Those idyllic New England summers of my youth have never ceased to tug at me. The birds of New England that I find in Indiana are the most powerful to me. Sometimes, when a crow calls among Indiana’s rare towering pines or a loon calls over quiet mist covered pond, I find myself overwhelmed with a longing to revisit the experiences and places that I found so meaningful long ago. This call is not a desire to relive my past, but rather to connect these meaningful experiences of my past with who I am and what I do today.
In many ways my plans to explore the birds of the NFCT began over two years ago. While travelling through the Adirondacks I discovered a NFCT kiosk on the shores of Long Lake, New York. As I gazed at the blaze of red, yellow and green trees reflected in the lake’s mirrored surface I knew this was something I had to do. I was overweight and in poor shape. I knew I had to alter my lifestyle in order for this trip to become a reality. I changed my diet, lost the weight and began training. Since then I’ve walked the hills of southern Indiana with a heavy pack, slept under the stars miles from other folks and spent days poling a canoe against White River’s current.
This trip will drive my creative life for years to come. I will write. I will carve. I will tell stories. I will share. I will show my students what they can do. I will better know who I am and what I can do.
My students will be involved with this trip from the beginning. Children will follow the trip though our classroom mascot, Cecil, a stuffed monkey. When internet is available, Cecil will post photographs and descriptions of his activities and students will respond. Students will be able to follow his position, in real time, as it is reported by a GPS transmitter. Cecil’s pictures will serve as writing prompts and discussion starters for many years.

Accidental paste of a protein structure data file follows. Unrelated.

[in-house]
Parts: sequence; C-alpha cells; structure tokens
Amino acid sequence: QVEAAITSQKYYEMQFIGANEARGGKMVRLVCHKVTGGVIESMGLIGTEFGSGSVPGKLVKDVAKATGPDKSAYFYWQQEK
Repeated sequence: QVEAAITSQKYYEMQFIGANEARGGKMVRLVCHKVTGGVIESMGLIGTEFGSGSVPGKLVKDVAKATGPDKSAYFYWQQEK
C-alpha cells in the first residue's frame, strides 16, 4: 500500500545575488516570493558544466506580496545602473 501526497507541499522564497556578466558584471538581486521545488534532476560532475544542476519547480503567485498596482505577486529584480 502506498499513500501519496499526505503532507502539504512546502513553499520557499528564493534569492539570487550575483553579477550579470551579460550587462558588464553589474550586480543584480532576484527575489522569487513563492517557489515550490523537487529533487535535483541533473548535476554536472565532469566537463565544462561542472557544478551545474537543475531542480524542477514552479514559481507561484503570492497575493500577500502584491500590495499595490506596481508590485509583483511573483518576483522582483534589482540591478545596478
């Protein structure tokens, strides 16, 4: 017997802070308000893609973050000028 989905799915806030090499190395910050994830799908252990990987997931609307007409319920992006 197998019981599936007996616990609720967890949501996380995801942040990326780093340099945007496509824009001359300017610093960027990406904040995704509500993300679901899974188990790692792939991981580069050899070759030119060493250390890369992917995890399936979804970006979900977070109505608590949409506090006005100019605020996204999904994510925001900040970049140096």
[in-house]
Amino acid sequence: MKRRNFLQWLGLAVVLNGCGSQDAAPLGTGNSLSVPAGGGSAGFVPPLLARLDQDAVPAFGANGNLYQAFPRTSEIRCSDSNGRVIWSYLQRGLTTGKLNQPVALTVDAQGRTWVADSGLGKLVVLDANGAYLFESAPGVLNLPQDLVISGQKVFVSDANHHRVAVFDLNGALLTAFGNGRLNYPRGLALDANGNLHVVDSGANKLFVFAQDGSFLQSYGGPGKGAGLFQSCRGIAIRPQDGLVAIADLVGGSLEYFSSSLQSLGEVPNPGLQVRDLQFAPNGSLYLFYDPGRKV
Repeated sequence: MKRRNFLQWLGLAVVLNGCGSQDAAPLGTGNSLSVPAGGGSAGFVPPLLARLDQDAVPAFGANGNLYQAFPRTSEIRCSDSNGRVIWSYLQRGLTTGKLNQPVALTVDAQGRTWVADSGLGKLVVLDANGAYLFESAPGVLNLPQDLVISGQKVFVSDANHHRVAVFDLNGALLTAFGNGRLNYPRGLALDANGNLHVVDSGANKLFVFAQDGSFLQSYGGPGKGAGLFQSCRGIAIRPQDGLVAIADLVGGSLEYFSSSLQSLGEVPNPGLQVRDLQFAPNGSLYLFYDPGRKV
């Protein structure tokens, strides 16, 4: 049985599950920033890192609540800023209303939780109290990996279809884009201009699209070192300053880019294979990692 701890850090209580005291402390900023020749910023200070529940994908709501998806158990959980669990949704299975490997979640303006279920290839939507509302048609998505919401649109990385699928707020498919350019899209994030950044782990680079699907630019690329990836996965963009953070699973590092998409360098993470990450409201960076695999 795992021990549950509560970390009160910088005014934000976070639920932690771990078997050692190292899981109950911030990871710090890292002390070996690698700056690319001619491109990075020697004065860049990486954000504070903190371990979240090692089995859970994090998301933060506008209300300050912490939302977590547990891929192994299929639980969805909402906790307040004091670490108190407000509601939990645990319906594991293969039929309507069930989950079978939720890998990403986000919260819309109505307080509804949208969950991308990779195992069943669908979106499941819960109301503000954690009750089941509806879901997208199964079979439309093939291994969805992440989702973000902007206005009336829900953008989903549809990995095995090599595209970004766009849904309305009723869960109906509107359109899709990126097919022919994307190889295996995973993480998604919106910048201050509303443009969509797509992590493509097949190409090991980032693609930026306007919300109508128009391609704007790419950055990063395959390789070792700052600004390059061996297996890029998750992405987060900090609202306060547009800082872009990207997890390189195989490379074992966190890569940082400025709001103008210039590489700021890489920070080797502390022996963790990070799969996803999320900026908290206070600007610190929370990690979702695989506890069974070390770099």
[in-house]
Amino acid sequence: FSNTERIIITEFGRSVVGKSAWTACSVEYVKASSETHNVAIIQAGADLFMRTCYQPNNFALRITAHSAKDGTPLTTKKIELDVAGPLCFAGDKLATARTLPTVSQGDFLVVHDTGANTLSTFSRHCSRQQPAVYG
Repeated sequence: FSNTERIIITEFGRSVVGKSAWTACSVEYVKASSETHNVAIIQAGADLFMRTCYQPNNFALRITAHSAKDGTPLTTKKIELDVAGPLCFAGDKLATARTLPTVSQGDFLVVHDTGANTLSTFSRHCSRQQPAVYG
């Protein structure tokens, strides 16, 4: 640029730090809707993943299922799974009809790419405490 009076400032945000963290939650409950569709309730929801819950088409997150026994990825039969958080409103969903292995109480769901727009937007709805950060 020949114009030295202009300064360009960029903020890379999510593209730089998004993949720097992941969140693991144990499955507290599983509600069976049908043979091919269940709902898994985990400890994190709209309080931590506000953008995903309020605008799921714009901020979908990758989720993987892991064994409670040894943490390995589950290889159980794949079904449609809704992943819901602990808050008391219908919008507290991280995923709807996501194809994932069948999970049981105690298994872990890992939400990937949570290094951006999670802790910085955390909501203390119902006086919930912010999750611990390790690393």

Students will have opportunities, before and after my trip, to examine my canoe and equipment. We will discuss my need for food, water and shelter and relate it to science and social studies lessons. Students will examine my route and my maps to explore and apply compass directions and latitude and longitude. As I teach and model writing I will be able to share my experiences through my own stories and writing. Most importantly I hope to inspire students to challenge themselves to rise and to every challenge to push beyond their boundaries.
Paddle, Pole and Shoe
Misc. (Bailers, Line, Sponges, etc.)
Packs and Map Case
Garmin Etrex 10 GPS
Handheld VHS and Weather Radio
Spot GPS Emergency Locator
Solar USB Charger
I-Pad and I-Phone Cases
First Aid Kit
Improved Tent Pegs
Steripen with Filter
Olympus Tough Camera
Zeiss 10×42 Binoculars
Insect Proof Shirt
Insect Proof Pants
Wool Socks (2 prs)
Wool Base Layer Pants
Wool Base Layer Shirt
Canoe Pick Up – Birmingham, AL
- Lodging (2 nights)
- Food (3 days)
Noblesville, IN to Remsen, NY and Return
- Lodging (2 nights)
Shuttle from Maine to Remsen, NY
Permits, Fees and Passport
Passport and Photo
Stipend and Taxes
March Travel to Birmingham, Alabama to Purchase Canoe
March – June Continued Training and Gear Preparation
Saturday, June 14, 2014 Depart Noblesville for Remsen, NY
Sunday, June 15, 2014 Visit Cornell Lab of Ornithology, Arrive Remsen, NY
Monday, June 16, 2014 New York support team shuttle to Old Forge, NY and begin canoe trip
About June 27, 2014 Meet with Vermont support team including visit to the Birds of Vermont Museum
About July 10, 2014 Meet with New Hampshire support team
About July 27, 2014 Maine support team shuttle back to Remsen, NY
July 28, 2014 Depart Remsen, NY
July 29, 2014 Arrive Noblesville, IN
I plan to continue teaching at the Key Learning Community, Indianapolis Public School, Indianapolis, Indiana for the 2014-2015 school year.